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Review: David Galula’s – Pacification of Algeria 1956-58

June 5, 2009

I am almost finished reading this classic COIN work by David Galula, a Lt.Col. in the French Colonial army during Algeria’s war of Independence.  I will publish in-depth thoughts soon and I highly recommend this reading to anyone interested in counter-insurgency and pacification methodology.   -Mike R (CC)

source for document (RAND Corporation)

http://www.rand.org/pubs/monographs/2006/RAND_MG478-1.pdf

David Galula (1919-1968)

David Galula (1919-1968)

Here are just small quotes from the introductory section:

In February 1956, Galula returned to France and immediately requested assignment to Algeria. On August 1, 1956, then-Captain Galula reported for duty with the 45th B.I.C. (Colonial Infantry Battalion) in Kabylia, a region of intense insurgent activity where French pacification efforts had proven to be both frustrating and problematical.
His recollections, mostly as a company commander but also as deputy battalion commander during the last four months of his tour, still have a remarkable, almost timeless resonance nearly half a
century later. The parallels with America’s own recent experiences in Iraq are striking. A few examples follow:

  • The absence of counterinsurgency doctrine:
    “In my zone, as everywhere in Algeria, the order was to ‘pacify.’ But exactlyhow? The sad truth was that, in spite of all our past experience, we had no single, official doctrine for counterinsurgency warfare.”
  • The perils of failure to recognize the signs of a budding insurgency:
    “ ‘Ordinary banditry,’ said a high-ranking government official in Algiers . . . By the time the insurrection was finally recognized for what it was, only drastic political and military action would have reversed the tide, and slowly in any case.”
  • The insurgents’ urban terrorist strategy:
    “The rebels realized that they could achieve the greatest psychological effect on the French and on world opinion at the cheapest price by stepping up terrorism in the main cities, notably in Algiers, which served as headquarters to most French and foreign correspondents and thus acted as a natural amplifier. A grenade or a bomb in a café there would produce far more noise than an obscure ambush against French soldiers in the Ouarsenis Mountains.”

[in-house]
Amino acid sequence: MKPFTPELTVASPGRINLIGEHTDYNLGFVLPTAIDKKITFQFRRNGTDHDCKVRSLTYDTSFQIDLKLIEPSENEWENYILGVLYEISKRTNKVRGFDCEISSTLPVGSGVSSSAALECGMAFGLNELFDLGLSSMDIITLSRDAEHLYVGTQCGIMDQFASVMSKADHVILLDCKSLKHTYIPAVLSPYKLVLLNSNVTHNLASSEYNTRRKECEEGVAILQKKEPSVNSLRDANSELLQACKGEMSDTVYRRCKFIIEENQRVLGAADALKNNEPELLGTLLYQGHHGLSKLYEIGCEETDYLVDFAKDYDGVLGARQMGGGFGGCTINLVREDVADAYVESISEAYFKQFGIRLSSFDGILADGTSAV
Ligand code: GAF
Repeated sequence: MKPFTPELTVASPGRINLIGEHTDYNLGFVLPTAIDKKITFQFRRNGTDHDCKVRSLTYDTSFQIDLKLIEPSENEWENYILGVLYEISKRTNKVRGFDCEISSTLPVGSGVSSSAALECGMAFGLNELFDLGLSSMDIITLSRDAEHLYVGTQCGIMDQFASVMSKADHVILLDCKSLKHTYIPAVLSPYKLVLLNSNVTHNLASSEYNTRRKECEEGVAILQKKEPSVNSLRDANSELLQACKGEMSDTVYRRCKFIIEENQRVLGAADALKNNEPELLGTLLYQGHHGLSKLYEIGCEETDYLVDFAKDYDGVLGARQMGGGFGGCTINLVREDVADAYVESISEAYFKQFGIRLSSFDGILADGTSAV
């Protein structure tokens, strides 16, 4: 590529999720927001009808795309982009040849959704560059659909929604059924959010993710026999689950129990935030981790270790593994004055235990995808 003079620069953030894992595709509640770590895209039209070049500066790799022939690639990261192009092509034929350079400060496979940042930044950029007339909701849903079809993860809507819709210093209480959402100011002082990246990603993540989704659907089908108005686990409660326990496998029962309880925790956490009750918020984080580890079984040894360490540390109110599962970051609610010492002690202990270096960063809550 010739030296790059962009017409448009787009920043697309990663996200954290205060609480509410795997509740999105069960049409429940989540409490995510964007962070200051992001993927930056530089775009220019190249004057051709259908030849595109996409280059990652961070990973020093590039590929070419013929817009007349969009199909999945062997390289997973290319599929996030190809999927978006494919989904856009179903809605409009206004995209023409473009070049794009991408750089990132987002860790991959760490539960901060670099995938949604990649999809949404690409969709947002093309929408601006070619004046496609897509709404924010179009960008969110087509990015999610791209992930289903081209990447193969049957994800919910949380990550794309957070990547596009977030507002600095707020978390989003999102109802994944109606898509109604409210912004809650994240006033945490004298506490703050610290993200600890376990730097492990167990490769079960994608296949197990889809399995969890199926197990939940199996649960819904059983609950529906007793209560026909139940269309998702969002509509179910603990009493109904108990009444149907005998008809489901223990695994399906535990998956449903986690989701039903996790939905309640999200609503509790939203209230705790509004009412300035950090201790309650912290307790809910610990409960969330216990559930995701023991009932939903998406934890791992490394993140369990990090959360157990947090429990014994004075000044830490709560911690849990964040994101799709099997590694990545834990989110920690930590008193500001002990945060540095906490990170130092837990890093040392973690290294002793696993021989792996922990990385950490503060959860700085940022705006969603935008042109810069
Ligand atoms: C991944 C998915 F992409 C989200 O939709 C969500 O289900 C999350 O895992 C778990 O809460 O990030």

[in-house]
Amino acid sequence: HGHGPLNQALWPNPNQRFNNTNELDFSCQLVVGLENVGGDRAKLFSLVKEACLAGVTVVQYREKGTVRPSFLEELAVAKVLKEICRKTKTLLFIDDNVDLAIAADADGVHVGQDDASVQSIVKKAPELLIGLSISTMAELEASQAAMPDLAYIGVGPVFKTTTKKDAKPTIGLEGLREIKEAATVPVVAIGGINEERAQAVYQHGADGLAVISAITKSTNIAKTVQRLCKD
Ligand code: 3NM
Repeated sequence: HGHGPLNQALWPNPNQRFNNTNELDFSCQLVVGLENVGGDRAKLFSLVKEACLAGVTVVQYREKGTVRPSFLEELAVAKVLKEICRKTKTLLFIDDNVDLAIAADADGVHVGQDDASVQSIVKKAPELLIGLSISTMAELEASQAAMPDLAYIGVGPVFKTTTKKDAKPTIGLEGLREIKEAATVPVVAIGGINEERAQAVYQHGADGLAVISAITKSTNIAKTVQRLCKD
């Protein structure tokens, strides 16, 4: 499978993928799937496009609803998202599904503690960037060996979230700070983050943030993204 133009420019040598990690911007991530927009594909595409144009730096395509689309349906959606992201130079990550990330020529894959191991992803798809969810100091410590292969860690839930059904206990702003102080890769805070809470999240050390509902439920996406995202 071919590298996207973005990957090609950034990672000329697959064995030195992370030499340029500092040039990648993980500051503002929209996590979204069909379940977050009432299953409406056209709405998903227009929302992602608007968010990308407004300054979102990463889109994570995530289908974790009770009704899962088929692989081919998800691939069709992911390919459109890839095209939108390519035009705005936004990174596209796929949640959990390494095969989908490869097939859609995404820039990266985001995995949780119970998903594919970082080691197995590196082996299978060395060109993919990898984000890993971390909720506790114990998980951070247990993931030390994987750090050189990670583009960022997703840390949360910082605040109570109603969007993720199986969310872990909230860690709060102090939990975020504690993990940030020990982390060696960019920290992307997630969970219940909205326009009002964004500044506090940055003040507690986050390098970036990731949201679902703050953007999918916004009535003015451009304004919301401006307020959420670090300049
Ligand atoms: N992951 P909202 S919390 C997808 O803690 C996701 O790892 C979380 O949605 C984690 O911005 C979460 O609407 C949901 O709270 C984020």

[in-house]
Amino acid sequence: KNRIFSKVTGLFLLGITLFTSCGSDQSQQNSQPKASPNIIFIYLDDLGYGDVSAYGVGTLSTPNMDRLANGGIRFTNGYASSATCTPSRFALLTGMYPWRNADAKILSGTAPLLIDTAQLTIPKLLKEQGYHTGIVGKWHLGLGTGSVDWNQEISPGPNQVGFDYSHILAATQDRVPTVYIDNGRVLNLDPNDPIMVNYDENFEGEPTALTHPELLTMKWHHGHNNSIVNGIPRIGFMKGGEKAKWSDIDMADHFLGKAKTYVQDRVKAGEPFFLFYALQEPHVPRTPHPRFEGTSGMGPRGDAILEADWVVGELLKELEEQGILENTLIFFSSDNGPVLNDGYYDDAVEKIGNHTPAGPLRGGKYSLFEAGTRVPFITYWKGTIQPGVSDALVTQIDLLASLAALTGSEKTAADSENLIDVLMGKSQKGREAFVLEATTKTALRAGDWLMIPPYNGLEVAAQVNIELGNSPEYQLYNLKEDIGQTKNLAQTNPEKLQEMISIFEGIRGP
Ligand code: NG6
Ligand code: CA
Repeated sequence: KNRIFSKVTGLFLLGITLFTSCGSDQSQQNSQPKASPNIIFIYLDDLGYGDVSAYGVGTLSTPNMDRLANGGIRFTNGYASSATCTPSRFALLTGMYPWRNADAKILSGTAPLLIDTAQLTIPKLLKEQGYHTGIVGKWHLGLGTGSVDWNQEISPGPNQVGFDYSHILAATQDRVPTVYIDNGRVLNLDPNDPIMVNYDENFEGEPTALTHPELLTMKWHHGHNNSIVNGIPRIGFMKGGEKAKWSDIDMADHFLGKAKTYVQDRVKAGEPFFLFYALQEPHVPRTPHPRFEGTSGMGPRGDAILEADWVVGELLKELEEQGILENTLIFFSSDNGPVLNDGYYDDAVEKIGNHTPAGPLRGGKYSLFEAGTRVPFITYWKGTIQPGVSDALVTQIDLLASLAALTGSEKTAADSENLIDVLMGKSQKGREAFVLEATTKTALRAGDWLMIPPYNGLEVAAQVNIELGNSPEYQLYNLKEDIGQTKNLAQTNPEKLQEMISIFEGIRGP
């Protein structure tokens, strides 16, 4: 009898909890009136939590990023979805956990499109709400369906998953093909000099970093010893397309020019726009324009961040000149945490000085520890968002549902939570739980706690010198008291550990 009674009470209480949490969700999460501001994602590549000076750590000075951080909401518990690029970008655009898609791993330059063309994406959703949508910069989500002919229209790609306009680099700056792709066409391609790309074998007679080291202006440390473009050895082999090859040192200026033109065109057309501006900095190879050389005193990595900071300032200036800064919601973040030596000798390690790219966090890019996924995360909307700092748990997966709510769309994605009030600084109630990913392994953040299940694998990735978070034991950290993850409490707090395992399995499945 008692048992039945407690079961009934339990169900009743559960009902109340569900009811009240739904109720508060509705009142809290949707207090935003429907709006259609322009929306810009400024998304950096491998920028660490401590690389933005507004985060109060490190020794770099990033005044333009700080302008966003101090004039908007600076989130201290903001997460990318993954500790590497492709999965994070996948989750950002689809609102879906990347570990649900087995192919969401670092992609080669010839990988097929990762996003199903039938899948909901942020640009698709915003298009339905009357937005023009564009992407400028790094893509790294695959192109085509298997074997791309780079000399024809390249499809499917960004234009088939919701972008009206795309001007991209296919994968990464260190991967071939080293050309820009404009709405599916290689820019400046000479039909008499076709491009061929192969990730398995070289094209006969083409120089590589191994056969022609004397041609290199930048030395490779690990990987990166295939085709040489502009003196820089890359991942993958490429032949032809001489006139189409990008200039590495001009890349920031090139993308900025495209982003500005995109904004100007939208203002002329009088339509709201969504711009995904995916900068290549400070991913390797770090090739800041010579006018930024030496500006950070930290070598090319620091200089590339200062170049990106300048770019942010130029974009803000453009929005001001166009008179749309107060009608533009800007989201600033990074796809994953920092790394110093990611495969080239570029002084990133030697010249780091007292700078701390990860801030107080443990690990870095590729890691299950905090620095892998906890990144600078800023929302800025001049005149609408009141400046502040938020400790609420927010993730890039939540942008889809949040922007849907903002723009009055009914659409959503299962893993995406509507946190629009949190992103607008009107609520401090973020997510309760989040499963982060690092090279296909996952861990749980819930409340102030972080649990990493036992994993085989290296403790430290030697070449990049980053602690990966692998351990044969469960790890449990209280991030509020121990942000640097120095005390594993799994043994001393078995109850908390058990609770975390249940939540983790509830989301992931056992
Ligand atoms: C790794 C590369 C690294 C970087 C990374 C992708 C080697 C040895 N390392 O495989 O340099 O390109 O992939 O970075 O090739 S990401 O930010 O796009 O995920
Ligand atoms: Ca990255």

• The imperative of separating the population from the insurgents:
    “Our forces were vastly superior to the rebels. Then why couldn’t we finish with them quickly? Because they managed to mobilize the population through terror and persuasion . . . It was therefore imperative that we isolate the rebels from the population and that we gain the support of the population.  This implied that under no circumstances could we afford to antagonize the population even if we had to take risks for ourselves in sparing it.”
  • The concomitant imperative of not inadvertently alienating the indigenous population:
    “If we distinguish between people and rebels, then we have a chance. One cannot catch a fly with vinegar. My rules are this: outwardly treat every civilian as a friend; inwardly you must consider him as a rebel ally until you have positive proof to the contrary.”
  • Promoting women’s rights to counteract support for theinsurgents:
    “Reflecting on who might be our potential allies in the population, I thought that the Kabyle women, given their subjugated condition, would naturally be on our side if we emancipated them.”
  • The emphasis on policing rather than military tactics in countering an insurgency:
    “While the insurgent does not hesitate to use terror, the counterinsurgent has to engage in police work . . . The police work was not to my liking, but it was vital and therefore I accepted it.”
  • The fallacy of a decapitation strategy to defeat an insurgency:
    “Then, five top leaders of the rebellion, including Ben Bella, had been neatly caught during a flight from Rabat to Tunis. Their capture, I admit, had little effect on the direction of the rebellion, because the movement was too loosely organized to crumble under such a blow.”
  • The critical importance in a counterinsurgency of an effective information operations campaign:
    “If there was a field in which we were definitely and infinitely more stupid than our opponents, it was propaganda.”
  • The importance of sealing off the borders:
    “The borders with Morocco and Tunisia would easily have required 100,000 men to control with reasonable effectiveness, given their length and the local terrain. In order to save personnel, it was decided to build an artificial fence, a project which was completed along both borders by the spring of 1958.”
  • The importance of according humane treatment to captured insurgents:
    “Throughout the war our prisoner camps were open for unannounced inspection by the International Red Cross, the reports of which were made public . . . In the best camps, efforts were made to sift the tough prisoners from the soft; where it was not done, the camps became schools for rebel cadres.”
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